I read a book given to me by my mother by a doctor who had also been diagnosed with a cancer. He spent a few nights like I had - down and depressed. But after a while - he had a look around at the others in his room and in his ward and asked himself one question - WHY?

Why were they all acting like they were goners when there was a decent chance they could still survive? Why were they being sad about something they couldn't control? Sure, some of them were in pain at the time, but for the others - weren't they just harming themselves when they could be, if not happy, at least content with their lives and their struggles?

And he looked at himself for a moment and realised that he was doing the same.

AND HE ASKED HIMSELF - WHY SHOULD I THINK LIKE THEM?

By simply asking "why" every time he had his doubts - he realised that there was another way of looking at all of this. He resolved to look at his treatment as the CURE for cancer. After all, theoretically, chemotherapy works by killing fast growing cells - and cancer is by definition an abnormal cell that grows uncontrollably fast. By doing this, he put his mind on his side. And he is still alive today to tell that story.

 I looked at his example and decided to try to do the same thing. I took a step back, analysed my situation, and asked myself why I saw my youth as a curse in that I'd gotten something so early in life, when in truth it could actually be a blessing. It meant I could get the hardest, most effective treatments possible and recover from them fitness wise too. It meant I didn't have a family or have other concerns like a job and finances to take care of - in fact I was lucky because my family was on my side the whole journey and would be only too willing to be at my side the whole way through my treatment. And I realised that by being young, I would be able to get back to being normal in maybe 3 or 4 years where others would be afflicted with side complications and other things their whole lives.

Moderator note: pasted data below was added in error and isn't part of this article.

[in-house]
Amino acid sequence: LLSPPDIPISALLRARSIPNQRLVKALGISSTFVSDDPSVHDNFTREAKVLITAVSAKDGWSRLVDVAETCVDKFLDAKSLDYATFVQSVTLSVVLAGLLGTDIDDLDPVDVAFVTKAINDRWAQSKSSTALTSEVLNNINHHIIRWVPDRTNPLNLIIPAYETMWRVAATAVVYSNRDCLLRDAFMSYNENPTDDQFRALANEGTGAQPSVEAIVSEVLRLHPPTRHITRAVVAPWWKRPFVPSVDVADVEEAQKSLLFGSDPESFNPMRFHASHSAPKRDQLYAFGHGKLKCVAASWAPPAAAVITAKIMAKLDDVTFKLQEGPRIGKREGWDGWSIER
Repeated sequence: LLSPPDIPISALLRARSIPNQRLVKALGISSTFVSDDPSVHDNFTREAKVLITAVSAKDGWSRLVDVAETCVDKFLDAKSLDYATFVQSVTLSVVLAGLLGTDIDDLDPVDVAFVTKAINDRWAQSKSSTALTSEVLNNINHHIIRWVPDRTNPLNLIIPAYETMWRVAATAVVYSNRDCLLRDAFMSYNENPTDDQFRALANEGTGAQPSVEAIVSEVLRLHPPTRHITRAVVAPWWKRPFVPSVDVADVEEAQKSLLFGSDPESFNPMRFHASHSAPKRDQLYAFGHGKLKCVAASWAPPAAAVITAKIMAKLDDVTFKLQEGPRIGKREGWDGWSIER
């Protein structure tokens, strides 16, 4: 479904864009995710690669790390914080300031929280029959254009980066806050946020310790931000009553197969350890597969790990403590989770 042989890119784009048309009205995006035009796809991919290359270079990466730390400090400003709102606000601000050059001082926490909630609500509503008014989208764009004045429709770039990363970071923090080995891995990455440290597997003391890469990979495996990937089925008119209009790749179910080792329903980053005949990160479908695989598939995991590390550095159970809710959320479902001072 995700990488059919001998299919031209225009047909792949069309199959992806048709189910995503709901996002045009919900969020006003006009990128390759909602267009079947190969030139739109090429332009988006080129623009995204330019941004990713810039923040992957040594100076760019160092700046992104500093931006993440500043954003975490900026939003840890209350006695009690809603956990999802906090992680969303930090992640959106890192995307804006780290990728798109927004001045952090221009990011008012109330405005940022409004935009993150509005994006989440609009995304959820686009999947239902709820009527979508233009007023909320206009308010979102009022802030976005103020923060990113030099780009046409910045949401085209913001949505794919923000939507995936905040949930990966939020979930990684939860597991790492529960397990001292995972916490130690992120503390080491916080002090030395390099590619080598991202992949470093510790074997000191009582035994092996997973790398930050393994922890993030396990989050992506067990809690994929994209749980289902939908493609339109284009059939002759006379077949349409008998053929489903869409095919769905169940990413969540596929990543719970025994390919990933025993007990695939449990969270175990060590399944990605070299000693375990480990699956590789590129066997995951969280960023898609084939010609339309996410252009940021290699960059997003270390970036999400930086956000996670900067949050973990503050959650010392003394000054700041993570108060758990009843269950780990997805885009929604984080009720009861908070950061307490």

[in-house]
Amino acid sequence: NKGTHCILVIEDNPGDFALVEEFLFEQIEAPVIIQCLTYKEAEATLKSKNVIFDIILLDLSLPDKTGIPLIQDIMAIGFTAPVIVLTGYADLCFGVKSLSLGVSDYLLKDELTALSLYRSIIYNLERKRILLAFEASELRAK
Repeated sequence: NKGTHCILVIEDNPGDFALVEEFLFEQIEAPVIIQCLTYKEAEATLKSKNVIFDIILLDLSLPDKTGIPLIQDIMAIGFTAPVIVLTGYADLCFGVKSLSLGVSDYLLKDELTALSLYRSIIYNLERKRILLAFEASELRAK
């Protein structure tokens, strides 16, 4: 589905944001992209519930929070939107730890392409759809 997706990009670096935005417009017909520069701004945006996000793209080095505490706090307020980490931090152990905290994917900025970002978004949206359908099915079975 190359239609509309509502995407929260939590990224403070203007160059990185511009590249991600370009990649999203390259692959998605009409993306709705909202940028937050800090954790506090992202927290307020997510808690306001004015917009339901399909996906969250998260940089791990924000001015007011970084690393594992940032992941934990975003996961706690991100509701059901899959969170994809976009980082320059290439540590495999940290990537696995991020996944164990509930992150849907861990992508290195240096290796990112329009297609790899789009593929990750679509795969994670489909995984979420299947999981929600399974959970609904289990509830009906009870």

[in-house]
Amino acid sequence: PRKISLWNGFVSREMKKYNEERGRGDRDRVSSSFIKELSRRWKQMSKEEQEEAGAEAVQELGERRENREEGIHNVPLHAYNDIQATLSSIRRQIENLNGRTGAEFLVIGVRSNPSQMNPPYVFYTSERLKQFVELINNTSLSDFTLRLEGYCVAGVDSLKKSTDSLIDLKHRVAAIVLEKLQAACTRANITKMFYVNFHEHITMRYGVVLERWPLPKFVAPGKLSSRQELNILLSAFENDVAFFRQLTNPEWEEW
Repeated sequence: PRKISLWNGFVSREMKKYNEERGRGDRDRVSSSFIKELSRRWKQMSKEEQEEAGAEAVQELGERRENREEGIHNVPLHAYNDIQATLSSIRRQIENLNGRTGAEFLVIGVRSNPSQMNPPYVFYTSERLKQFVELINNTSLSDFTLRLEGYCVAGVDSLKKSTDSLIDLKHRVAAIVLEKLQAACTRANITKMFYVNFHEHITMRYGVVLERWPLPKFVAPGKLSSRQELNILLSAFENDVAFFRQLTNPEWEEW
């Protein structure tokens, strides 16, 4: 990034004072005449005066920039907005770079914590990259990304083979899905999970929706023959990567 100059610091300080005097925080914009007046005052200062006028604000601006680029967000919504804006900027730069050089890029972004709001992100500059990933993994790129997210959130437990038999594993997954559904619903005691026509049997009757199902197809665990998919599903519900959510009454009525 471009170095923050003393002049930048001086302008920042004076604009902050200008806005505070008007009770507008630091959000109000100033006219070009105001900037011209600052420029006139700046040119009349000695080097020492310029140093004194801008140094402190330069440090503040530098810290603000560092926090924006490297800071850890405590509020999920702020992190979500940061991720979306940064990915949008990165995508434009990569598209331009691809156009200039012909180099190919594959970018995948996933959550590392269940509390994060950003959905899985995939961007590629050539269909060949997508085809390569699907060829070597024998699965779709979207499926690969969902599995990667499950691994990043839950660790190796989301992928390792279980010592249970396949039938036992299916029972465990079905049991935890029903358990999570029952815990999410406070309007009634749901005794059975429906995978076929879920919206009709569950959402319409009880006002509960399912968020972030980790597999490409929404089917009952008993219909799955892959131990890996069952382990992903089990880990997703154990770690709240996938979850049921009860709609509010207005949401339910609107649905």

So maybe the bad news was that I was 17 and I had cancer. But the good news was I was SEVENTEEN and I had cancer!

And you know what - for you in your problems - that idea that powers you along - for me it was my youth - what my y can be something like your family - your spiritual beliefs - your gritty, stubborn attitude, your doctors, nurses, teachers or the resources you have on your side - there will ALWAYS be something on your side - and chances are you will have LOTS of things on your side in your battles.

Seeing it things in another light is a big reason why I'm still here talking to you today. You could dismiss it as me just being courageous or something born out of necessity because I was put into such a hard situation.

What I want you to do is ask yourself why?